Step-down transformer X1, diodes D1 through D4, capacitor C1 and 6V regulator IC1 form the regulated power supply. The series combination of diodes D5 through D7 connected to common pin of IC1 increases the output voltage to 7.8 volts. This regulated voltage is applied through resistor R1 and diode D8 to charge the battery.
Emergency Ultraviolet Light Circuit
When mains power is available, the battery starts charging and LED2 glows. However, glowing of tubes depends on the switch positions as follows:
- If both switches S2 and S3 are closed, transistor T2 conducts and provides ground path to the base of transistor T1. Thus the inverter does not oscillate and L1 (for emergency light) and L2 (for ultraviolet light) tubes don’t glow.
- If switch S2 is closed and switch S3 is open, transistor T2 does not conduct and hence transistor T1 oscillates. Thus the inverter oscillates and L1 and L2 tubes glow.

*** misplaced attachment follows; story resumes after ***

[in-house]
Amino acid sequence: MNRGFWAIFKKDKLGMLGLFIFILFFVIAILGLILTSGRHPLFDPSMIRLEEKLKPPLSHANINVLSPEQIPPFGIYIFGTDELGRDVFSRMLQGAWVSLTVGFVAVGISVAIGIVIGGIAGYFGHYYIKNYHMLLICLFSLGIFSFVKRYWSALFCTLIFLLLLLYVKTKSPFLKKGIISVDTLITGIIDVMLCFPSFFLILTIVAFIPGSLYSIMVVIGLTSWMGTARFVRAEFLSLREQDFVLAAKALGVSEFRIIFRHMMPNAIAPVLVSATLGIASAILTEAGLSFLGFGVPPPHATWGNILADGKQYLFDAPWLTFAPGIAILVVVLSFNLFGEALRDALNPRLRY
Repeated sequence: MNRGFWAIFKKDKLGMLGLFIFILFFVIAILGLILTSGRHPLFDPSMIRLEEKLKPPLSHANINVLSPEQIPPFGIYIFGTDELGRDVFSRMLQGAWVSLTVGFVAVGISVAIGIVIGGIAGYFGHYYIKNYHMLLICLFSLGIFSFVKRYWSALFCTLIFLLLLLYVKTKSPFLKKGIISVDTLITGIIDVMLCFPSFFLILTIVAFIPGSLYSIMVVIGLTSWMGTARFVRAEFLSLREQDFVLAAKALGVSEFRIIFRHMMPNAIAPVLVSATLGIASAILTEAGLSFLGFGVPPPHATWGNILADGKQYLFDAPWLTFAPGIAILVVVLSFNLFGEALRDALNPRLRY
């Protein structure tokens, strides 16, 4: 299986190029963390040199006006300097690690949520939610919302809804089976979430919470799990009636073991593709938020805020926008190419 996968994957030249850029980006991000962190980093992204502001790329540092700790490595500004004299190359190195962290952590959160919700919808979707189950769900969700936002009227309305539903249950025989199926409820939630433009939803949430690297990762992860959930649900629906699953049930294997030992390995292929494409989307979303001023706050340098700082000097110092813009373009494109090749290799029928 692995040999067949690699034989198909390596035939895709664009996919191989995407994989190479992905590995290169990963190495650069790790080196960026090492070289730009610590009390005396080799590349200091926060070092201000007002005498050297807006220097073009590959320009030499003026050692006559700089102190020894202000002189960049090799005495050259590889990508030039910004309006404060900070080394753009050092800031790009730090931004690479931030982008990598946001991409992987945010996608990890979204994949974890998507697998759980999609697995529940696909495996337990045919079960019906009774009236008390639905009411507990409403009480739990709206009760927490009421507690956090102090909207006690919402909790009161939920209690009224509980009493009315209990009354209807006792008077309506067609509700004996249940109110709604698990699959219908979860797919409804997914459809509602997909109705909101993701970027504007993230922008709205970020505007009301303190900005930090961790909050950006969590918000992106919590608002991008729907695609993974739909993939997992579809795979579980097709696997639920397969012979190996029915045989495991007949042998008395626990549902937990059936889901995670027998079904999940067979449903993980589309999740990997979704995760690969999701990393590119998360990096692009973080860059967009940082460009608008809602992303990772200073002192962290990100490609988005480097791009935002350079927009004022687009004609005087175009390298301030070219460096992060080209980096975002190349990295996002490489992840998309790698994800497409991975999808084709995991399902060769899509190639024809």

When mains supply fails and inverter switch S2 is closed, irrespective of the position of switch S3, transistor T1 starts oscillating and inverter transformer X2 provides output voltage at its secondary, which causes glowing of tube L1 or L2 depending on the position of switch S1.
Switch S2 is used to switch off the emergency light or ultraviolet tube when it is not in use. Switch S1 is used to connect L1 or L2 tube according to your requirement. Glowing of LED1 indicates that the inverter is ‘on,’ while glowing of LED2 indicates that mains is available.
Ultraviolet light can be used for counterfeit currency detection. The fluorescent fibres of the proper currency notes clearly reflect when the currency note is illuminated by ultraviolet light.
UV light is very dangerous to the eyes and causes damage to the skin cells. So avoid direct exposure and looking directly into a UV light source.
The article was first published in May 2004 and has recently been updated.